A statement about Knut Hamsun

HUNGER is a story about a young man on the poverty line, struggling to make his way in an unfeeling city. It was first published as a novel in 1890, and had a notable influence on psychological literature.

The author of the novel, Knut Hamsun, held racist views and was sympathetic to fascist regimes. He made a gift of his Nobel Prize to the Nazi propaganda minister Joseph Goebbels and wrote a eulogy for Adolf Hitler.

Arcola Theatre, Jump Spark Theatre and the team behind this production condemn unequivocally the political views and actions of Knut Hamsun.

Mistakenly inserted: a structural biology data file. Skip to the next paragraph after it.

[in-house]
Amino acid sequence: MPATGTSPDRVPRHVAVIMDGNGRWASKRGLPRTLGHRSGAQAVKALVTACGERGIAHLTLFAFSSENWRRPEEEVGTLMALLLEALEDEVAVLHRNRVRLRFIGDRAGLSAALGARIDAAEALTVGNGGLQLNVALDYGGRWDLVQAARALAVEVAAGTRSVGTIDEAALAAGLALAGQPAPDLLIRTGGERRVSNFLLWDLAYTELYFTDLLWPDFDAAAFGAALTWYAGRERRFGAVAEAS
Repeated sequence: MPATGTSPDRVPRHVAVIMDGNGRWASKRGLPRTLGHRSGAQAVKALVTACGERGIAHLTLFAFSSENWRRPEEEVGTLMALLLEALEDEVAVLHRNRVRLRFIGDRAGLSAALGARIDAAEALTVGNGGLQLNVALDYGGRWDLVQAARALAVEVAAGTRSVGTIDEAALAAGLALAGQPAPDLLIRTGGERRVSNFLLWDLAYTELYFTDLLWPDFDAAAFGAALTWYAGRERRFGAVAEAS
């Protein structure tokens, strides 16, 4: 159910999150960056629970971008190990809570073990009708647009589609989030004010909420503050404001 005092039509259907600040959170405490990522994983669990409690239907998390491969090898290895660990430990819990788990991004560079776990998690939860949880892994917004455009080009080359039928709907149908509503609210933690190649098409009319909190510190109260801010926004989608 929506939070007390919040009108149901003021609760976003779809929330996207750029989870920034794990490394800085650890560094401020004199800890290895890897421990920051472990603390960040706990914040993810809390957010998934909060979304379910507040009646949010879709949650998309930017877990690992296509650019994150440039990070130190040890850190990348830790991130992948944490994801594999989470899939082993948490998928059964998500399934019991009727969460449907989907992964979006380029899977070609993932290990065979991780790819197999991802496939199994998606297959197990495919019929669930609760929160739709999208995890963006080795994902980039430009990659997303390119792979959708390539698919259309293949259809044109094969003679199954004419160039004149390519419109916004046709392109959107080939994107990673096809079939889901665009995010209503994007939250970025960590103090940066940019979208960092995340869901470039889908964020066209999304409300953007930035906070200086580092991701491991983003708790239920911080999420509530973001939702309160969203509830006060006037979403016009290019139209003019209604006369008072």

This new, stage adaptation of HUNGER was inspired by the story’s consideration of the vulnerable, and the physical, psychological and emotional tolls taken on a young person trying to make their way in the world. The production seeks, on its own terms and in a different form and time, to explore that hardship with compassion and humanity.

We acknowledge that the relationship between artworks and their original creators is a complex and contentious subject. We invite everyone to engage with this adaptation of HUNGER in full knowledge of the views and actions of the source material’s author, Knut Hamsun.